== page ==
Rock School (2005)

TOMATOMETER

AUDIENCE SCORE

Critic Consensus: Boasting an entertaining and eccentric cast of characters, Rock School lives up to its name.

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Movie Info

Paul Green is a man who declares himself born to teach kids, but he has nothing to do with the traditional educational system. Musician Green is the proprietor of the Paul Green School of Rock Music, an after-school facility in Philadelphia where kids from 9 to 17 learn how to play instruments and work together in a band. While Green outwardly seems like a loose cannon who yells at his students and acts only marginally more mature than a high schooler, the kids who attend his school love him and he gets results; one of the Rock School's ensembles were invited to perform at a Frank Zappa tribute event in Germany (where they brought down the house), and several say that his approach has changed their lives for the better. Rock School is a documentary which offers an inside look at Paul Green, his school, and the kids who learn from him.
Rating:
R (for language)
Genre:
Documentary , Musical & Performing Arts
Directed By:
In Theaters:
 wide
On DVD:
Runtime:
Studio:

Critic Reviews for Rock School

All Critics (77) | Top Critics (28)

No excerpt available.

Full Review… | August 15, 2007
Time Out
Top Critic

No excerpt available.

Full Review… | February 8, 2006
Time Out
Top Critic

No excerpt available.

Full Review… | September 25, 2005
AV Club
Top Critic

So overpowering is Green's outsized, needy, arrested-adolescent personality (while you initially suspect he's playing for the camera, the blasé attitude of his students suggests he really is like this), it throws the movie off-balance.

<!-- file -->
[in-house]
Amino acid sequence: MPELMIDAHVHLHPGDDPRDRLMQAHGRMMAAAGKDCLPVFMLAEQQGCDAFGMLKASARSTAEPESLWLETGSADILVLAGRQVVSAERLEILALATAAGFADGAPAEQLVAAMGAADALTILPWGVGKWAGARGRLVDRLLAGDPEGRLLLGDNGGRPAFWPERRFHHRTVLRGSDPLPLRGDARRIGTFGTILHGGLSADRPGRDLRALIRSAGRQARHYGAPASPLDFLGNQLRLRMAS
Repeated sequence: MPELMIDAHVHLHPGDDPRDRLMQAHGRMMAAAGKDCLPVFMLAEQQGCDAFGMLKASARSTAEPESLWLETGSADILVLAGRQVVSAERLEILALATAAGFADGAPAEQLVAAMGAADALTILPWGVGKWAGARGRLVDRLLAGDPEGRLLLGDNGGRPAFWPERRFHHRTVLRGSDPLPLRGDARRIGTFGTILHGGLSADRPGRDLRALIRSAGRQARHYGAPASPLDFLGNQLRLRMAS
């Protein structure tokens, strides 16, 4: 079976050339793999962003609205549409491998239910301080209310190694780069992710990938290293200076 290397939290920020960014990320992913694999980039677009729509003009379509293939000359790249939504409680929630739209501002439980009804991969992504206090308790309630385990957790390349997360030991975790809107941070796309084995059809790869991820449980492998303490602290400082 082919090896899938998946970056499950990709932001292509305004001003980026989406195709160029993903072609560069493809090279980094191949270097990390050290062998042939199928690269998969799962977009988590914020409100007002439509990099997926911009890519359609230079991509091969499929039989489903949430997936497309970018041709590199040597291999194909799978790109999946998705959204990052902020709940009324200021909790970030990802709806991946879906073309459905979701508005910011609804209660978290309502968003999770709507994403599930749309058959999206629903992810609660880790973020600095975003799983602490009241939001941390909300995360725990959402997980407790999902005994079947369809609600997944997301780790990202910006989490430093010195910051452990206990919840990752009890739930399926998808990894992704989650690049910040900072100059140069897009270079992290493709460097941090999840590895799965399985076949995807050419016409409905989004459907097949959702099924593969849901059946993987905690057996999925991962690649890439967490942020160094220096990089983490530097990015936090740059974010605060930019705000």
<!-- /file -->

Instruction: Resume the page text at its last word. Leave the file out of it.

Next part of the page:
Full Review… | July 8, 2005
Toronto Star
Top Critic

Their playing is terrific, but there's little doubt the kids are fulfilling Green's fantasy rather than the other way around.

July 8, 2005
Globe and Mail
Top Critic

Green's heart, if not his head, seems in the right place. He's carrying the torch and holding it high, and his students seem to dig it.

June 10, 2005
Houston Chronicle
Top Critic

Audience Reviews for Rock School

If you loved Jack Black in School of Rock, you'll love the real thing just as much. Meet Paul Green, who runs the Paul Green School of Rock Music in Philadelphia. In this amazing doc from director Don Argett, Green is seen preaching the gospel of rock and roll goodness to student who vary from age nine to seventeen. Green is a self-avowed Zappa fanatic who brings his best students with him to Germany to compete in the annual Zappanale. It's riveting.

Manny Casillas
Manny Casillas

So there's this guy who runs a school for kids who want to play ROCK! (if you consider Frank Zappa to be rock), and he shouts at them a lot and swears and comes across as an irritating twat. The kids are talented though and worth watching it for but to be honest, It would be a LOT better if they got someone like, say, Jack Black to play a wannabe rocker who teaches upper-class kids how to etc etc etc.

Marcus Woolcott
Marcus Woolcott

Super Reviewer

½

Engaging and provocative, this home-movie-style documentary continually caught me off guard as it follows a teacher and his students. This isn't a normal classroom and the way they interact defies educational conventions. They're not learning how to be the next Beyonce or All American Rejects clone; they're studying Frank Zappa, Led Zeppelin, Black Sabbath, Carlos Santana and Pink Floyd, much more challenging and complex music that requires intense skill. The biggest kid of all has to be Paul Green, himself. The man throws tantrums and objects at his students and seems to have the f-word permanently programmed to roll off his tongue. He's obnoxious, condescending and an egomaniac, but the kids keep coming back, even after he makes them cry. An accomplished guitarist, Green chose to teach, but confesses he's not so sure he ever wants his students to be better than he is. His goal is to get them to the point where they can play Frank Zappa. And not just any Zappa song, he wants them to learn Inca Roads, one of Zappa's most difficult and musically challenging arrangements. Green gets his moment in the spotlight, but the documentary shows that it's the kids who really shine. Photobucket

El Hombre Invisible
El Hombre Invisible

Super Reviewer

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